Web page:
Advertisement

Marine Biodiversity

, Volume 48, Issue 4, pp 1855–1862 | Cite as

Euendolithic Conchocelis stage (Bangiales, Rhodophyta) in the skeletons of live stylasterid reef corals

  • Aline TribolletEmail author
  • Daniela Pica
  • Stefania Puce
  • Gudrun Radtke
  • Susan E. Campbell
  • Stjepko Golubic
Original Paper

Abstract

Stylasterids are azooxanthellate lace corals, which may show an unusual colouration in coral reef ecosystems, ranging from red to purple on the light-exposed side of their colonies. In the present study, it was discovered that the calcareous skeletons of such corals are actually invaded and eroded by cryptic carbonate boring algae that represent Conchocelis phases in the life cycle of bangialean rhodophytes. For the first time, the shape, organisation and distribution of Conchocelis filaments within the skeletons of two different genera of lace corals are reported and documented by light and electron microscopy. Such description and characterisation of Conchocelis can help to distinguish between morphologically and taxonomically different endolithic microorganisms penetrating coral skeletons, including their recognition in fossil borings as indicators of depositional depth, i.e. of the extent of the photic zone and light conditions in ancient marine environments. The results are discussed in the light of a possible symbiotic or parasitic relationship between Conchocelis phases and their stylasterid host corals.

Keywords

Coral reefs Coral skeleton Cryptic development Fossil record Microborers 

Notes

Acknowledgements

We thank Sandrine Caquineau for her assistance with the SEM on the platform Alysés at the Center IRD France-Nord (Bondy) and the Institut de Recherche pour le Développement for financial support. International collaborations were supported by the Alexander von Humboldt Foundation, Bonn, and Hanse Institute for Advanced Studies, Delmenhorst, Germany to S. Golubic. We also thank the Coral Eye Research Center for the logistic support in Indonesia. Specimens were imported by CITES permit code 04291/IV/SATS-LN/2011. We thank the editor Dr. Bert Hoeksema and the two anonymous reviewers for their positive and constructive comments and improvements of the manuscript.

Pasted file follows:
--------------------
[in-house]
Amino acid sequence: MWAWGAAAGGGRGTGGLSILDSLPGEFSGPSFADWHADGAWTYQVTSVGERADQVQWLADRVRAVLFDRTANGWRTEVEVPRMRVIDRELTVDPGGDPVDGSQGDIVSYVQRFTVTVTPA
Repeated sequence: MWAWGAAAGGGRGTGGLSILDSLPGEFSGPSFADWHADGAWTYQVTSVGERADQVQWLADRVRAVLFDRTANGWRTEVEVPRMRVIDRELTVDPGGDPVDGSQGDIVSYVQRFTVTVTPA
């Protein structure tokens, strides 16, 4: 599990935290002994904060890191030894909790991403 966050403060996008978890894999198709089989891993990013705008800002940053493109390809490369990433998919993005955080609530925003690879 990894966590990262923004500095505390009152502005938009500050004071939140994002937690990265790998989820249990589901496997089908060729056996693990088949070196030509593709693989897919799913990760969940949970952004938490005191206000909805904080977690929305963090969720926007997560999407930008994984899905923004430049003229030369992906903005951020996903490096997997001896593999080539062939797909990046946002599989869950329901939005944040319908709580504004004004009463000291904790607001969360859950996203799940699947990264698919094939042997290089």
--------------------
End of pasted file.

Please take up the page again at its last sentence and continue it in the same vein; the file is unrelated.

Publisher’s Note

Springer Nature remains neutral with regard to jurisdictional claims in published maps and institutional affiliations.

References

  1. Ame EC, Ayson JP, Okuda K, Andres R (2010) Porphyra fisheries in the Northern Philippines: some environmental issues and the socio-economic impact on the Ilocano fisherfolk. Kuroshio Sci 4:53–58Google Scholar
  2. Bao-Fu Z (1984) Studies on the morphology of conchocelis of Porphyra katadai var. hemiphylla and related species. Dev Hydrobiol 22:209–212CrossRefGoogle Scholar
  3. Batters EAL (1892) On Conchocelis, a new genus of perforating algae. Phycol Mem 1:25–29Google Scholar
  4. Behrendt L, Larkum AWD, Norman A, Qvortrup K, Chen M, Ralph P, Sørensen SJ, Trampe E, Kühl M (2011) Endolithic chlorophyll d-containing phototrophs. ISME J 5:1072–1076CrossRefGoogle Scholar
  5. Bornet E, Flahault C (1888) Note sur deux nouveaux genres d’algues perforantes. J Bot 2:161–165Google Scholar
  6. Bornet ME, Flahault C (1889) Sur quelques plantes vivant dans le test calcaire des mollusques. Bull Soc Bot Fr 36:147–176CrossRefGoogle Scholar
  7. Bundschuh M (2000) Silurische Mikrobohrspuren. Ihre Beschreibung und Verteilung in verschiedenen Faziesräumen (Schweden, Litauen, Großbritannien und USA). Dissertation, Johann Wolfgang Goethe University, pp. 1–129Google Scholar
  8. Butterfield NJ (2000) Bangiomorpha pubescens n. gen., n. sp.: implications for the evolution of sex, multicellularity, and the Mesoproterozoic/Neoproterozoic radiation of eukaryotes. Paleobiology 26:386–404CrossRefGoogle Scholar
  9. Butterfield NJ (2015) Early evolution of the Eukaryota. Paleontology 58:5–17CrossRefGoogle Scholar
  10. Campbell SE (1980) Palaeoconchocelis starmachii, a carbonate boring microfossil from the Upper Silurian of Poland (425 million years old): implications for the evolution of the Bangiaceae (Rhodophyta). Phycologia 19:25–36CrossRefGoogle Scholar
  11. Campbell SE, Cole K (1984) Developmental studies on cultured endolithic conchocelis (Rhodophyta). Hydrobiologia 116(117):201–208CrossRefGoogle Scholar
  12. Clokie JJP, Boney AD, Farrow GE (1979) The significance of Conchocelis as an indicator organism: data from the Firth of Clyde and N.W. Shelf. Br Phycol J 14:120–121Google Scholar
  13. Clokie JJP, Scoffin TP, Boney AD (1981) Depth maxima of Conchocelis and Phymatolithon rugulosum on the N. W. Shelf and Rockall Plateau. Mar Ecol Prog Ser 4:131–133CrossRefGoogle Scholar
  14. Dixon PS, Richardson WN (1969) The life histories of Bangia and Porphyra and the photoperiodic control of spore production. Proc Int Seaweed Symp 6:133–139Google Scholar
  15. Drew KM (1949) Conchocelis-phase in the life-history of Porphyra umbilicalis (L.) Kütz. Nature 164:748–749CrossRefGoogle Scholar